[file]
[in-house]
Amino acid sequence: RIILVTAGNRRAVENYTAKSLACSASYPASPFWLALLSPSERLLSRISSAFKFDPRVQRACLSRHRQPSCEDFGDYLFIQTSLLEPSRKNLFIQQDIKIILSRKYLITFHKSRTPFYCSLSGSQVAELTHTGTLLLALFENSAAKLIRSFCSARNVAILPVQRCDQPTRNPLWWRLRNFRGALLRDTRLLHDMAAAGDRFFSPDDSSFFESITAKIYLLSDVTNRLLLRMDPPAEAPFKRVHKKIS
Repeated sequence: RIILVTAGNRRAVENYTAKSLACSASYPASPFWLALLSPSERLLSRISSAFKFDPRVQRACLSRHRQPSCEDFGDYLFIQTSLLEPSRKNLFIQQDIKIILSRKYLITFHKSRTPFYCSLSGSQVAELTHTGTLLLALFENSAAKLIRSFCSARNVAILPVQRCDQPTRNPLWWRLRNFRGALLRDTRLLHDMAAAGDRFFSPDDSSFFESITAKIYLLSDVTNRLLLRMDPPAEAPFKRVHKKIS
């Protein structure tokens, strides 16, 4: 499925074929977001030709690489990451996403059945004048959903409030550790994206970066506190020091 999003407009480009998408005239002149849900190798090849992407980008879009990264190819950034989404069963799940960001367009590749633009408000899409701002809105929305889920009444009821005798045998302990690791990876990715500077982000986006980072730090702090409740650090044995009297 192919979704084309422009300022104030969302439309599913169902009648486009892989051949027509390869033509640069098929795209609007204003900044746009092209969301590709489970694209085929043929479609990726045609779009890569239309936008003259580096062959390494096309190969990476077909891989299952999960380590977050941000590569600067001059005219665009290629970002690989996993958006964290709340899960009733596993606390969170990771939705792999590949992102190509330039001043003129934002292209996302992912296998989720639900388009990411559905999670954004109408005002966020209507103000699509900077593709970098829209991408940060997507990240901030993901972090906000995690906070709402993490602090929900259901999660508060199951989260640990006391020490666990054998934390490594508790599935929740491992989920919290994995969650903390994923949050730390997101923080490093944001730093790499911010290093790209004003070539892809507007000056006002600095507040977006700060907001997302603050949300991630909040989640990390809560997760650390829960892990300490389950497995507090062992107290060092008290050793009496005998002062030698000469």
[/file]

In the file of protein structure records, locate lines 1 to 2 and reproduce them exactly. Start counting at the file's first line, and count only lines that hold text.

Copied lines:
[in-house]
Amino acid sequence: RIILVTAGNRRAVENYTAKSLACSASYPASPFWLALLSPSERLLSRISSAFKFDPRVQRACLSRHRQPSCEDFGDYLFIQTSLLEPSRKNLFIQQDIKIILSRKYLITFHKSRTPFYCSLSGSQVAELTHTGTLLLALFENSAAKLIRSFCSARNVAILPVQRCDQPTRNPLWWRLRNFRGALLRDTRLLHDMAAAGDRFFSPDDSSFFESITAKIYLLSDVTNRLLLRMDPPAEAPFKRVHKKIS